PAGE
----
By engaging with them, and working with them to develop their own solution, the men created a conversation and coffee club in a disused community cafe which could be used by themselves and the whole community.
Nottinghamshire police force worked with community organisers as part of their campaign for crime prevention and early intervention.
The force hired a senior community organiser who helped them look for new ways of engaging with disaffected communities in the area. The community organiser ensured that residents are better connected, helped with early intervention by identifying ‘behind closed door’ issues, supported communities to take joint ownership of local problems and helped build the sustainability of local economies.
The community organiser listened widely on the doorstep to the issues that mattered to residents. They helped train and co-ordinate local volunteers in order to build their skills and confidence, as well as helping communities implement project ideas. They also worked with the police Prevent project team, providing advice on maintaining trust and relationships with local communities.
Eve Barrett, Trust Manager and Community Organiser at North Birkenehad Development Trust recognised that for lots of young people in the area crime was seen as the only opportunity for material gain. However, when young people started to use the centre to ‘hang out’ away from the ark cold nights they would cause disruption and problems for other users of the building.
Rather than asking the yojung people to leave, Eve took time to listen to the young people to identify what they would rather be doing. Many expressed a desire to do something ‘hands on’ or get work experience. Seeing the young people for what they could offer rather than for the challenges that they presented Eve decided to try and encourage young people who ‘hang out’ in the centre on an evening to become a part of how the centre works. This began by offering the young people incentives to behave respectfully whilst using the building.
Young people are now given ‘shifts’ out of school hours, and during times we know those young people would otherwise be offending or be part/on the fringes of criminal behaviour. These roles include supporting the janitors with the up keep of the building, cleaning tasks and fixing and maintaining furniture and fittings. These shifts are usually 2 or 3 evenings a week from 5:30pm – 7:30pm.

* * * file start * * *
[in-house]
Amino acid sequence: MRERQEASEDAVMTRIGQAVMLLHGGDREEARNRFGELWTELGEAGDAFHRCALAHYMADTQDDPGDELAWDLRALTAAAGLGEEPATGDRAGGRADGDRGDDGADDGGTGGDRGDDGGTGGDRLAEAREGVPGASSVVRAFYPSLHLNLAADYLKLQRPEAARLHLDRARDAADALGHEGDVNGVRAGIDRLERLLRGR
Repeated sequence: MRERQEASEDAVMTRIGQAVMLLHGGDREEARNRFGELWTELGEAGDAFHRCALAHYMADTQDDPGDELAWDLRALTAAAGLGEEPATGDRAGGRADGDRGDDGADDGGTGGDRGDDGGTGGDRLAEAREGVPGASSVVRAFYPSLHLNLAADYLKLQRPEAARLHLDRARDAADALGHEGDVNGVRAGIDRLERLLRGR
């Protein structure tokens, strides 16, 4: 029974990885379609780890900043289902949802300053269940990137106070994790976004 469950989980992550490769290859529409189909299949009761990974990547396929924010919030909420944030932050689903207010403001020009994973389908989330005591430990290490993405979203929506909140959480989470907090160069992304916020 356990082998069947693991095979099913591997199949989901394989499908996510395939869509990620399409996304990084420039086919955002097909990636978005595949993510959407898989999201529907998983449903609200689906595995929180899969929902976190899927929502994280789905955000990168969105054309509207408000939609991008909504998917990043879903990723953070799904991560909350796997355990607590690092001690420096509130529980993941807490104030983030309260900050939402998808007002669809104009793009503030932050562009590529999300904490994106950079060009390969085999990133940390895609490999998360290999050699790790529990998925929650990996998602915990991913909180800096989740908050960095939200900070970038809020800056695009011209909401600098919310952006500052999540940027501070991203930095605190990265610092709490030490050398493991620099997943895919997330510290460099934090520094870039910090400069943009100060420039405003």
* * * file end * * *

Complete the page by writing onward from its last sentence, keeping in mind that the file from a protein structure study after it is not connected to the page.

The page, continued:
The Green Hill beauty spot was under threat from anti-social behaviour, litter, fly-tipping, and even the threat of excavation from a local road resurfacing company. Some local people had already started a petition to save the site when Sarah, the local Community Organiser, started listening in the area.
Seven community members came forward with an idea to create a community event and joined forces with other local groups to plan a winter lantern walk through Green Hill, bringing the community together to appreciate the area and raise awareness about the issues.
The small coalition reached out into the wider community, inviting local people, groups, organisations and businesses to get involved. They held lantern making workshops at a local community hub, which brought together a diverse group of people from around Rawmarsh and Parkgate.
The event itself attracted around 85 people but, more importantly, brought the community together to connect around their common love of Green Hill and demonstrate its role as an important community asset.
The road surfacing company has abandoned its plans for now, but the community organising around the lantern walk and future events is paving the way for a more powerful community, which is combatting the ongoing anti-social behaviour and fending off any future excavation plans through collective positive action.
Developing community organising in your area for Safer Streets:
Stories of local change leaflet
Social Action Hubs information
Safer Streets Fund information sheet